After a neck trauma, a 26-year-old woman developed sudden left headache and vomiting. On admission, she displayed left Horner syndrome with ipsilateral reduced facial sensation to pain and temperature that was crossed in the body, affecting the right limbs. In addition, she had left hemiparesis with dysesthesia in the left hemibody. Proprioception was normal.
Results from laboratory tests, chest radiography, and electrocardiography were normal. Cranial magnetic resonance imaging (Figure 1) showed a large infarct located in the low medulla oblongata and upper cervical cord. Magnetic resonance angiography (Figure 2A) displayed abrupt luminal stenosis of the left proximal vertebral artery and subacute intramural hematoma, suggesting arterial dissection (Figure 2B). The basilar artery was normal. Intravenous heparin sodium was given immediately. During the next 2 weeks, the patient recovered from her weakness almost completely (National Institutes of Health Stroke Scale score of 1). She was discharged on the 15th day with a prescription for oral warfarin sodium.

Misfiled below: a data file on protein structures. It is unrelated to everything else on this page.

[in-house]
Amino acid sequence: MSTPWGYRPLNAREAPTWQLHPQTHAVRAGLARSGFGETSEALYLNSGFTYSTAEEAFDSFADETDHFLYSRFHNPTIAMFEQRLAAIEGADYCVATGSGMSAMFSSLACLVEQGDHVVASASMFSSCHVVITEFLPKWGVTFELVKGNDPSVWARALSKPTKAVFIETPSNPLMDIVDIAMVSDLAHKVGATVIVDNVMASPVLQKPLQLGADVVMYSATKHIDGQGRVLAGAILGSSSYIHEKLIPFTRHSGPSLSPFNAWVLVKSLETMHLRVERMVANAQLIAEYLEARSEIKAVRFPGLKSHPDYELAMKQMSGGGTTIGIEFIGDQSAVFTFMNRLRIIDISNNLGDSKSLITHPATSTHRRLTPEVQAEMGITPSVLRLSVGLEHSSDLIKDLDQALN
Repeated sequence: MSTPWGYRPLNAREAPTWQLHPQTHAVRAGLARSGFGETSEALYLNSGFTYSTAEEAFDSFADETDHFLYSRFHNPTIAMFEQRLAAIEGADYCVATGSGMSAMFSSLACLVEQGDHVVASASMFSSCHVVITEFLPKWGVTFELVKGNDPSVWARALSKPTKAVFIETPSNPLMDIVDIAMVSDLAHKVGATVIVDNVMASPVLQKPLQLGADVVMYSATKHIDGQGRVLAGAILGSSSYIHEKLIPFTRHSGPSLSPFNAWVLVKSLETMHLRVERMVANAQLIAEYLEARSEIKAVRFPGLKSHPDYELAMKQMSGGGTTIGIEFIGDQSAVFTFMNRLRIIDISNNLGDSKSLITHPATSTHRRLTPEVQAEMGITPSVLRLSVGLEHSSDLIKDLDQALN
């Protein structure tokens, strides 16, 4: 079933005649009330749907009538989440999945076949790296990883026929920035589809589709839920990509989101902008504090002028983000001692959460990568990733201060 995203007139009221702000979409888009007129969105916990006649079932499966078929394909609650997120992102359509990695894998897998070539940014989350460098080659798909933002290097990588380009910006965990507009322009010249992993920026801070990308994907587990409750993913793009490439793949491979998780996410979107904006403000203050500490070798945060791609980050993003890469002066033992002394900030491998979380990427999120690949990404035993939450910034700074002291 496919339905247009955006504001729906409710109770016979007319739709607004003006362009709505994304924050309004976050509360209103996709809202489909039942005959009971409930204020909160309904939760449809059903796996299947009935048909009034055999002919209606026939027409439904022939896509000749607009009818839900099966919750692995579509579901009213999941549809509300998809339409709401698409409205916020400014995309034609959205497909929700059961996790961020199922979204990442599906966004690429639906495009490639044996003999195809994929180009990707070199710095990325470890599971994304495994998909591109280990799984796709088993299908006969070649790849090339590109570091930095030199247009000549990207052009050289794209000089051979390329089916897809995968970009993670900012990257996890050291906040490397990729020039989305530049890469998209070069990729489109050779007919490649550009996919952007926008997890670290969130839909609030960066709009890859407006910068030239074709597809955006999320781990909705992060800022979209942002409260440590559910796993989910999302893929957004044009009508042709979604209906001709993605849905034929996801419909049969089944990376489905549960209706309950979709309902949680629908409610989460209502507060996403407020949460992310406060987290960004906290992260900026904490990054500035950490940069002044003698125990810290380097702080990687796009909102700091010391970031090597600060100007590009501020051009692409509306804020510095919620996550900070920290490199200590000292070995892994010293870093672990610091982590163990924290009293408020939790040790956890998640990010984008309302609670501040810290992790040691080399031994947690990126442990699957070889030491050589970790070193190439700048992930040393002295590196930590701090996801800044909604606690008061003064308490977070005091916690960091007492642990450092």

Sagittal (A) and coronal (B) T2-weighted magnetic resonance images show a large ischemic infarct from the left lateral medulla oblongata to the upper cervical spinal cord (arrows).
Magnetic resonance angiography shows severe luminal stenosis in the left vertebral artery (A) and an axial T1-weighted magnetic resonance image shows wall hematoma in the left vertebral artery (B), suggesting arterial dissection (arrows).
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